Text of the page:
I did see more dreadlocks than I ever saw even in the Old Port late of a Saturday evening. It all balances out. There were babies in carriages, babies on the hip, babies on the breast. There were old and young. I seemed to notice more benches than ever before. I sat on more of them than ever before. I wonder what that’s all about?

The Common Ground is not only an organic gathering place – it is that and then some. It is a conclave of every shade of liberal persuasion known to actual thinking humans. I felt so at home. And we got some great planting garlic as well.

It’s a rainy day. I began the day making a list of rainy day stuff to do, including, of course, to lie on the couch and read. I finally decided to actually get a few things done and first on my rainy day list was a pile of old clothes in my closet that needed to be donated. So I gathered up a double arm load of old clothes, all of which I have fond memories, and into which at one time in the misty past, I could actually fit.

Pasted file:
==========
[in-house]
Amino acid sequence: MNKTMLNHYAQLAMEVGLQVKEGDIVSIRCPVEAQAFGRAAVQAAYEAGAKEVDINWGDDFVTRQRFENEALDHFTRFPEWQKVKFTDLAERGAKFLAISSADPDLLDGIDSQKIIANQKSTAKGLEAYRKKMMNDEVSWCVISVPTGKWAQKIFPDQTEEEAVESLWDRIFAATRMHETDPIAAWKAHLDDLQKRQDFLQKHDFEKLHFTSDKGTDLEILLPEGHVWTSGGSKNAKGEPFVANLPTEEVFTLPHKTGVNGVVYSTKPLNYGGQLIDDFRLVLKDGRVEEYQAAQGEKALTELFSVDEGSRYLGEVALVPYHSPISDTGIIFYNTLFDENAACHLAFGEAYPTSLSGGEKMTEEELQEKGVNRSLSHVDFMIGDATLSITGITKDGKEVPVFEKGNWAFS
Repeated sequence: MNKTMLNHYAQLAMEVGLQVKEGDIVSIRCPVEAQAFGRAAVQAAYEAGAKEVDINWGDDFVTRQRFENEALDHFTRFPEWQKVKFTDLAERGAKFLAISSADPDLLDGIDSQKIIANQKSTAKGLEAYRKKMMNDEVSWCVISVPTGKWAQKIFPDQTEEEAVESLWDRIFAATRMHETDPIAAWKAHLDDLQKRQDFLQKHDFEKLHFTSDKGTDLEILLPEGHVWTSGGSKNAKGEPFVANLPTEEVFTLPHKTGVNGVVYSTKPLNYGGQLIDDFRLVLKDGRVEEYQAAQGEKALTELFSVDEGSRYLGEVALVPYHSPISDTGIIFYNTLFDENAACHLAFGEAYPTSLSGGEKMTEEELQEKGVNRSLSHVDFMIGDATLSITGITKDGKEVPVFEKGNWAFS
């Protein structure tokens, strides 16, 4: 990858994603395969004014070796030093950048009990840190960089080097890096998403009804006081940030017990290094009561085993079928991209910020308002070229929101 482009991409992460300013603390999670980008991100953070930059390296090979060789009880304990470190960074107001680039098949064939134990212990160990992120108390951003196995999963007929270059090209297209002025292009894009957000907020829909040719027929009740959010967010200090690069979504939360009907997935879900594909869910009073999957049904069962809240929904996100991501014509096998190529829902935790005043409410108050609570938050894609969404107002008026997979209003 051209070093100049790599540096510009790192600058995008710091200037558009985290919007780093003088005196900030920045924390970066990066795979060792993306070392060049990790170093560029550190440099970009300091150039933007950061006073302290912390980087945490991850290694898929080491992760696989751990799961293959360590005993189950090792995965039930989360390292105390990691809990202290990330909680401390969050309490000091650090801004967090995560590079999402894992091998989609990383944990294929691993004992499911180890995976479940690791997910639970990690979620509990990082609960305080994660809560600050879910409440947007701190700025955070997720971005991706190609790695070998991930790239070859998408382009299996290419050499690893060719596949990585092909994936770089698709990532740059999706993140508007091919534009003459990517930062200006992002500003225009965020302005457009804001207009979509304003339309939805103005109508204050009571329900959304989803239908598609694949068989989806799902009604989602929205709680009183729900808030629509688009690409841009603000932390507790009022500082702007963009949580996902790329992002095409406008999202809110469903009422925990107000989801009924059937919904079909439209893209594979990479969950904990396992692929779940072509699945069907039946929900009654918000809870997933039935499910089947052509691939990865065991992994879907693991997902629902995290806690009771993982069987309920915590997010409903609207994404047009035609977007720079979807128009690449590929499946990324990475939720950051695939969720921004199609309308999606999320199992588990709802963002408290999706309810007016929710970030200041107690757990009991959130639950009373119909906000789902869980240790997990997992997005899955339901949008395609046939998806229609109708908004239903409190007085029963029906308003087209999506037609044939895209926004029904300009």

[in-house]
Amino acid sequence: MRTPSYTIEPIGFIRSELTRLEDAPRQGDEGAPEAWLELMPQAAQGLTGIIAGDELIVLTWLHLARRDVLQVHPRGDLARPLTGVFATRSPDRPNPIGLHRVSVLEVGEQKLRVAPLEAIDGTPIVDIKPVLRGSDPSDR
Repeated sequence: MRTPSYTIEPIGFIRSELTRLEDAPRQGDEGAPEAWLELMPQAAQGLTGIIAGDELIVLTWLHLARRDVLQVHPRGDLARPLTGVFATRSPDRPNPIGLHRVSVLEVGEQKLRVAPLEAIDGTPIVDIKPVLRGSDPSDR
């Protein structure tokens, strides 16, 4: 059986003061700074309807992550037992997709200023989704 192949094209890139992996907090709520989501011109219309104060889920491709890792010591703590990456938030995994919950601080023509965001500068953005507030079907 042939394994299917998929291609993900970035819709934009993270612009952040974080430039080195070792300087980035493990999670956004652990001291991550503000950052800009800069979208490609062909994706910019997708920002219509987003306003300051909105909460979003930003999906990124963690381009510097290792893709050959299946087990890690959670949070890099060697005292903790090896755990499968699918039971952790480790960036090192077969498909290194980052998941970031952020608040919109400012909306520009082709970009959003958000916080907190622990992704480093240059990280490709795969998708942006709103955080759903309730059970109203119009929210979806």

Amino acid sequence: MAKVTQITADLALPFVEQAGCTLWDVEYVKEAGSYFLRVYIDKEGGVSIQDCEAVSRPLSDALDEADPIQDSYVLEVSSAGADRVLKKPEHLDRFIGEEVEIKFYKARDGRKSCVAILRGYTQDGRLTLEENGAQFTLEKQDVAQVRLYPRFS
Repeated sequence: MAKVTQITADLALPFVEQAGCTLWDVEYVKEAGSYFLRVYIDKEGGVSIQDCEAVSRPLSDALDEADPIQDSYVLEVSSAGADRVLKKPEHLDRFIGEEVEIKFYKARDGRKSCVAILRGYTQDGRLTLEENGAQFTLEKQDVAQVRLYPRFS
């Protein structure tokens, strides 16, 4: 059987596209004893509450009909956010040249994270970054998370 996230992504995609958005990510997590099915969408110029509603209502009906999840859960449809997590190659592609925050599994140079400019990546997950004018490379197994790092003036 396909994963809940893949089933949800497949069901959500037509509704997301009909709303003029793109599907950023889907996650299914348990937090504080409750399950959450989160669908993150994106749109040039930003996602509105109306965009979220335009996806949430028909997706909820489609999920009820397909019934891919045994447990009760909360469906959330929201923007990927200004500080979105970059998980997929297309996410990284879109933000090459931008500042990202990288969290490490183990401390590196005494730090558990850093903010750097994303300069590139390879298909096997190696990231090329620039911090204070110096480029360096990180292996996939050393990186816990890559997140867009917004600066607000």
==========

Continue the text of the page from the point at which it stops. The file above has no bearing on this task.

There were also two shopping bags filled with old telephones, cables, Palm Pilots and their associated chargers that needed a new home at the transfer station.

The biggie was this old ugly filing cabinet in my kitchen – I should say kitchenette – it’s not really big enough to warrant the full title. I realized that the stuff in the two drawers that was worth keeping would fit in one file drawer in another cabinet with room to spare. And the stuff I could trash, which included six boxes of 3.5 inch floppy backup diskettes from my painful PC days, was enormous!